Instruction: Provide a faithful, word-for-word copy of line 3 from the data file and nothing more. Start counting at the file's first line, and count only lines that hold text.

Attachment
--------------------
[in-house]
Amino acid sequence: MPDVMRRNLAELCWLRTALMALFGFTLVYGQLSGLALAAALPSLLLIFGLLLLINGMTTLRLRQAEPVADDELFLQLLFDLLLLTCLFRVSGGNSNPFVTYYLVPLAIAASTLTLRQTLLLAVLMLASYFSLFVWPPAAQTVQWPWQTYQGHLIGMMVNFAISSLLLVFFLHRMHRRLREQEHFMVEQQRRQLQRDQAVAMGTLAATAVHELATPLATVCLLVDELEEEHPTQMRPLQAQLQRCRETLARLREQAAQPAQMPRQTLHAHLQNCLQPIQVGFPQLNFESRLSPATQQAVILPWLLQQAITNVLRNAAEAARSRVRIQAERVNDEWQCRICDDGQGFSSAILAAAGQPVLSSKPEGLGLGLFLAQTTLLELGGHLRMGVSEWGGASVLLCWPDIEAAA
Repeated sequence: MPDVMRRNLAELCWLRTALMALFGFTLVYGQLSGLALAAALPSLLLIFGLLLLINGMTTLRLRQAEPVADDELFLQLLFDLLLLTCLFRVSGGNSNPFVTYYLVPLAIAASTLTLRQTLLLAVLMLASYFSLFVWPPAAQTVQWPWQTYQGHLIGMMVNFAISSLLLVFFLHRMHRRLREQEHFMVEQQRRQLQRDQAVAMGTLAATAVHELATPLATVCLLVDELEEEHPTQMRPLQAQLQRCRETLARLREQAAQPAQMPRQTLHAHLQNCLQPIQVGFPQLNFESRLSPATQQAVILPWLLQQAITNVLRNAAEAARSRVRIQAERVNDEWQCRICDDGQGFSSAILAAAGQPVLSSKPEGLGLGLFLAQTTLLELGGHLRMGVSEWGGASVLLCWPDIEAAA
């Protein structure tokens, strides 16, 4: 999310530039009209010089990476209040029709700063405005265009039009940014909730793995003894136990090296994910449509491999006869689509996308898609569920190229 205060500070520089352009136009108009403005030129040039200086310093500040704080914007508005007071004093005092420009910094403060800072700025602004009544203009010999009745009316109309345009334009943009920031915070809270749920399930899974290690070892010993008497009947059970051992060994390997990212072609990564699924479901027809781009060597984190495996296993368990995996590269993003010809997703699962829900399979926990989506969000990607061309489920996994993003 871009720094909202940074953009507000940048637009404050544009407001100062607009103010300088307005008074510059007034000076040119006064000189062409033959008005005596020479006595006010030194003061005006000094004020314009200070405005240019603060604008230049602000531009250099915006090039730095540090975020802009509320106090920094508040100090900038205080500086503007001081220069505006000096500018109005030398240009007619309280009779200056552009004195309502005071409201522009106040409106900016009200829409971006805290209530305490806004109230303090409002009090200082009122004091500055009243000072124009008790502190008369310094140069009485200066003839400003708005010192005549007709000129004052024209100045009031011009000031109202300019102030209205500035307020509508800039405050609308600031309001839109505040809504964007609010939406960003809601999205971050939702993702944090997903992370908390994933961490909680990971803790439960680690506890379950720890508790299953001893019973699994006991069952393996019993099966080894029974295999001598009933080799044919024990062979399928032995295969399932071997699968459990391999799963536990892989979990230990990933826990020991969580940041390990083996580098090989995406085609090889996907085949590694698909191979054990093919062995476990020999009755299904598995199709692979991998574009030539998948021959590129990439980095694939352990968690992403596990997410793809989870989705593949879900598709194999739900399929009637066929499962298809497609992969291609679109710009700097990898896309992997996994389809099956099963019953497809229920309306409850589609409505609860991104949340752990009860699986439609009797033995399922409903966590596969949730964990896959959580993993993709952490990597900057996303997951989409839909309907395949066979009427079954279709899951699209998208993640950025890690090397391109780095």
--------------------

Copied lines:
Repeated sequence: MPDVMRRNLAELCWLRTALMALFGFTLVYGQLSGLALAAALPSLLLIFGLLLLINGMTTLRLRQAEPVADDELFLQLLFDLLLLTCLFRVSGGNSNPFVTYYLVPLAIAASTLTLRQTLLLAVLMLASYFSLFVWPPAAQTVQWPWQTYQGHLIGMMVNFAISSLLLVFFLHRMHRRLREQEHFMVEQQRRQLQRDQAVAMGTLAATAVHELATPLATVCLLVDELEEEHPTQMRPLQAQLQRCRETLARLREQAAQPAQMPRQTLHAHLQNCLQPIQVGFPQLNFESRLSPATQQAVILPWLLQQAITNVLRNAAEAARSRVRIQAERVNDEWQCRICDDGQGFSSAILAAAGQPVLSSKPEGLGLGLFLAQTTLLELGGHLRMGVSEWGGASVLLCWPDIEAAA